And I’m a teacher. I’m an art teacher, don’t know if I told you that but that’s my day job, but I’m also an improve-er during my time teaching with kids because I teach middle school, and I teach the GSA, the Gay Straight Alliance, and the kids too are my heroes, because they knew the language before I did. So, like five years ago, they were telling me about grayromantic, graysexual, asexual, non-binary and they were they were getting on Testosterone way before I even considered it. So those kids are the heroes too because they are like, “Screw this, we’re going to be who we are, earlier.” *laughs* “We’re not going to wait for the old people to accept us”.


S: What’s something special that you and/or trans and non-binary performers have to offer?


J: We offer something. I just- I don’t know, our skits are so different. They are so much richer and more interesting, and I like these plot twists that we come up with. You know, we go down the rabbit hole and all of a sudden, it’s like hell itself, and then it comes back up to like rainbow gumdrops, you never know *laughs*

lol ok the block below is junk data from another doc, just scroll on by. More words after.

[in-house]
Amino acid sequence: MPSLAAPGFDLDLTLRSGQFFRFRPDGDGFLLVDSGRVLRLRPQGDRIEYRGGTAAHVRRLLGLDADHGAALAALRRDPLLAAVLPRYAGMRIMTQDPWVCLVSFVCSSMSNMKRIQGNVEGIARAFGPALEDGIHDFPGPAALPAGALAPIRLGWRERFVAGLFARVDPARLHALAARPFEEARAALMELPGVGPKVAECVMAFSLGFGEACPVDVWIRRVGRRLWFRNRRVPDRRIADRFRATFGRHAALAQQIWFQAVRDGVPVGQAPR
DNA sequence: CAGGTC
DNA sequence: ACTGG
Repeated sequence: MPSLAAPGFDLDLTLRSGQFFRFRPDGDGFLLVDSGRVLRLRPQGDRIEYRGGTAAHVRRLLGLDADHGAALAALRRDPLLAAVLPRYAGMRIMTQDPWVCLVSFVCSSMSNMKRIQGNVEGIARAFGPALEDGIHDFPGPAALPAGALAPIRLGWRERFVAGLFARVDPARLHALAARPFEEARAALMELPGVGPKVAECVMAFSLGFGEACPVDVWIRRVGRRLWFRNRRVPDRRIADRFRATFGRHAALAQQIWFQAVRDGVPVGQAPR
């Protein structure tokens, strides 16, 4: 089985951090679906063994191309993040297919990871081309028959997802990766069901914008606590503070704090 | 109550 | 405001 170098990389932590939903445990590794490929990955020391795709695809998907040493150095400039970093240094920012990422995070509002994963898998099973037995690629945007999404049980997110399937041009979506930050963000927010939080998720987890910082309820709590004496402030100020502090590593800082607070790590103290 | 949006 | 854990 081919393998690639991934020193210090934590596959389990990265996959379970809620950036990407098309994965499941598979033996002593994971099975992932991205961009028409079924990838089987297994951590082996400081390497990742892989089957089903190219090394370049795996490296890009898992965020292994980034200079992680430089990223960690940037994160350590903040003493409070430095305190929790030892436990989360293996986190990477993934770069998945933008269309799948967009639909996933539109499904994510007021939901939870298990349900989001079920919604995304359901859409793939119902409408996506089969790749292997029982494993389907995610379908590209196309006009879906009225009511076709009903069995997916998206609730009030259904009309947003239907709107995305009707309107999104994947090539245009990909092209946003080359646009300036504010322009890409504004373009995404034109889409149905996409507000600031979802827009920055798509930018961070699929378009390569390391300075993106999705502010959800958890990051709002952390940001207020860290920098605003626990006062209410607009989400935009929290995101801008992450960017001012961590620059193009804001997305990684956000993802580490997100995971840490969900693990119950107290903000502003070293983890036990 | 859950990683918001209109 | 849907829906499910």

You really don’t know where we’re going to go. I never know where the scenes are going. I’m always surprised when things come out of my mouth. I just think because we’ve had to hide for a lot of our time, we’ve just had to not be our authentic self. But when we’re on stage, we just become anything we want.

We weren’t allowed to really be our genuine self that just comes out in our imaginations. So we don’t have the same gender and roles that were expected of us, because we always fought against those anyway, so our scenes are much richer; our scene could be a son and a daughter, might be playing catch and all of a sudden, instead of being upset because they can see their son can’t catch, the dad decides, “Oh, well, I’m going to take you to knitting class, because obviously you’re better at that”.

I think that’s really different and that’s what I like about our group too, because they’re always taking me on their journey to the unexpected.


S: Oh, that’s fantastic. Thank you so much for being here.


J: Nice to talk to you, too. Have a good day.